Is asyncio concurrent or parallel python?

Mar 17, 2024 ยท 4 min read

As Python developers, we often need to write programs that perform multiple tasks concurrently for high performance and throughput. This introduces the question - is asyncio truly concurrent or does it run tasks in parallel?

Let's explore the difference between concurrency and parallelism and how asyncio allows concurrency in Python.

Concurrency vs Parallelism

Concurrency refers to the ability to deal with lots of things at once. A concurrent system can handle multiple tasks by switching between them.

Parallelism is the ability to literally run multiple tasks at the exact same time, e.g. on multi-core CPUs.

The key difference is that concurrent systems handle multiple tasks by switching between them quickly, while parallel systems run tasks simultaneously.

How asyncio Works

The asyncio module introduced concurrency in Python 3 using a single-threaded, non-blocking approach. Here's a quick overview:

  • Asyncio provides an event loop which runs tasks and switches between them.
  • Tasks are executed cooperatively by suspending themselves when waiting for I/O. This allows other tasks to run in the meantime.
  • Asyncio uses futures and coroutines to make writing concurrent code simpler.
  • So asyncio enables concurrency, not parallelism. It runs multiple tasks on a single thread by switching context cooperatively.

    Achieving High Performance

    The fact that asyncio doesn't utilize multiple cores may seem like a disadvantage. However, properly written asyncio code can rival parallel solutions in performance. Here's why:

    Avoid Slow I/O Bound Work

    Asyncio shines when dealing with high latency I/O bound work like network calls and disk access. By switching tasks instead of blocking threads, you prevent wasting cycles waiting.

    Scale with Less Resources

    An asyncio server can handle thousands of connections on a single thread and process. Parallel solutions require more memory and threads to scale.

    Use asyncio and Multiprocessing

    For CPU heavy tasks, you can delegate work to process pools. This provides parallelism when needed while still using asyncio for I/O.

    Here's an example:

    import asyncio
    from multiprocessing import Pool
    async def cpu_heavy(n):
        return pow(2, n)
    def main():
        pool = Pool() 
        loop = asyncio.get_event_loop()
        futures = [loop.run_in_executor(pool, cpu_heavy, 2**i) 
                   for i in range(20)]
        for future in futures:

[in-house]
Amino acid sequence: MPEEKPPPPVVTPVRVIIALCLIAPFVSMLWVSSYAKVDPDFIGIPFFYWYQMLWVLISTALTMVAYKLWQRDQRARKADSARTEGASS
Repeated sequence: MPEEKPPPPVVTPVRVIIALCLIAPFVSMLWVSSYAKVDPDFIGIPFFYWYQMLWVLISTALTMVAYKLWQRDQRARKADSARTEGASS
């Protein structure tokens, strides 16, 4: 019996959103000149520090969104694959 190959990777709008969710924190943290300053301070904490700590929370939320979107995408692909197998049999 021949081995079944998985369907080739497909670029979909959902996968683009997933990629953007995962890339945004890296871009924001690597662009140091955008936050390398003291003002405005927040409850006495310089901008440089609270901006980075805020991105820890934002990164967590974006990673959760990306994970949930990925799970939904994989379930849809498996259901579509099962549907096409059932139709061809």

This runs multiple CPU heavy tasks in a process pool while the main thread uses asyncio coordination.

    When to Use Asyncio

    Here are some examples of workloads where asyncio shines:

  • Network services - asyncio excels at handling many connections and requests efficiently.
  • Web scraping - easily scrape multiple web pages in parallel.
  • Database access - query databases concurrently without blocking threads.
  • Microservices - coordinate and scale multiple services using asyncio.
  • Any I/O heavy workload will benefit from asyncio's cooperative multitasking approach.

    Common Pitfalls

    Here are some things to avoid when writing asyncio code:

  • Blocking calls - any blocking call halts the event loop until it finishes. Use non-blocking alternatives.
  • CPU heavy work - delegate expensive computations to a thread or process pool.
  • Unstructured callbacks - nesting lots of callbacks can lead to messy code. Use asyncio.create_task.
  • Shared state - with multiple tasks running concurrently, shared state can introduce race conditions. Use synchronization primitives like queues, locks etc.
  • Properly structured asyncio code avoids these issues and unlocks excellent performance.

    Key Takeaways

  • Asyncio provides concurrency, not parallelism. It uses cooperative multitasking to switch tasks on a single thread.
  • Performance can match parallel solutions for I/O bound work despite using one thread.
  • Use multiprocessing to add parallelism for CPU intensive tasks.
  • Asyncio shines for workloads like network and database access, web scraping etc.
  • Avoid blocking calls, expensive CPU work, messy callbacks and shared state.
  • So while asyncio isn't parallel, you can certainly achieve high throughput by mastering this performant single-threaded concurrency framework.

    I hope this overview helps explain the difference between concurrency and parallelism in Python.

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